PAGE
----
Leverage is a technique which enables traders to ‘borrow’ capital in order to gain a larger exposure to a particular market, with a relatively small deposit.
What is Leverage In Forex Trading?
Leverage in forex trading refers to the use of borrowed funds from a broker to increase the potential returns on a trade. Forex brokers offer traders the ability to leverage their trades, allowing them to control larger positions in the market than their trading account balance would otherwise allow.
For example, if a trader has a trading account balance of $1,000 and uses 100:1 leverage, they would be able to control a position worth $100,000 in the market. This means that any gains or losses on that position would be magnified by a factor of 100.
While leverage can amplify potential profits, it also increases the potential risks. If the market moves against the trader’s position, losses can also be amplified by the leverage. This is why it’s important for forex traders to have a solid risk management strategy in place and to only use leverage in a responsible manner.
Forex brokers typically offer different levels of leverage depending on the trader’s experience and the broker’s regulations. Traders should choose a leverage level that suits their risk tolerance and trading style, and should always be aware of the potential risks associated with leverage.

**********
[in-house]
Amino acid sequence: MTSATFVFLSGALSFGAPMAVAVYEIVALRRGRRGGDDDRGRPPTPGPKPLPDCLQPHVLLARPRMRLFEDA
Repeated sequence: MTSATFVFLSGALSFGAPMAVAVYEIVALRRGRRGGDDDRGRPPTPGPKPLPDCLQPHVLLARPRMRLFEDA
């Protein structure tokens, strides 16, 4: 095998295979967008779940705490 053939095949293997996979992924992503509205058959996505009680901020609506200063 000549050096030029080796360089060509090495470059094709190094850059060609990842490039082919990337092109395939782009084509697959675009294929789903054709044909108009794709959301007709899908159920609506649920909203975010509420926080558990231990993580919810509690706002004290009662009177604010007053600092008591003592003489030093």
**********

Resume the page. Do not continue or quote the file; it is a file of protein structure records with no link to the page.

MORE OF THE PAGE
How does leverage work?
Leveraging, which is also known as trading on margin, means you can make a profit if markets move in your favour, though you can also lose more than your initial deposit should markets move against you. This is because any profits and losses are based on the full value of the trade, and not just the deposit amount.
Forex is traded on margin, with margin rates as low as 2%. A margin rate of 2% can also be referred to as ’50:1 leverage’ (leverage is commonly expressed as a ratio). This means you can open a position worth up to 50 times more than the required deposit to open the trade.
Managing risk in FX trading
As much as leveraging can be seen as a way to increase your profit, it also magnifies your risk. For that reason, having a good risk-management strategy in place is essential for forex traders using leverage. Forex providers usually provide key risk-management tools such as stop-loss orders, which can help traders to manage risk more effectively.
A stop-loss order aims to limit your losses in an unfavourable market by closing you out of a trade that moves against you, by specifying a price that you would like to have the trade closed at. You are essentially specifying the amount you are willing to risk on the trade.
A take-profit order works in the same way as a limit order, in that it’s always executed at the target price you specify. Where the market for any product opens at a more favourable price than your target price, your order will be executed at the better level, passing on any positive slippage.
Trailing stop-loss orders
A trailing stop-loss is a cross between a stop-loss and a take-profit order. It aims to limit your losses when the market moves against you; however, when the market moves in your favour, the stop-loss moves with it, aiming to secure any favourable movement in price.
Guaranteed stop-loss orders
Guaranteed stop-loss order (GSLOs) work in a similar way to stop-loss orders, with the main difference being that a GSLO has the effect of placing an absolute limit on your potential losses on a particular trade, as it ensures that your trade is closed at the price you specify. For this benefit, there is a premium charge that is payable on execution of your order. This charge is displayed on the order ticket. We refund this premium in full if the GSLO is not triggered.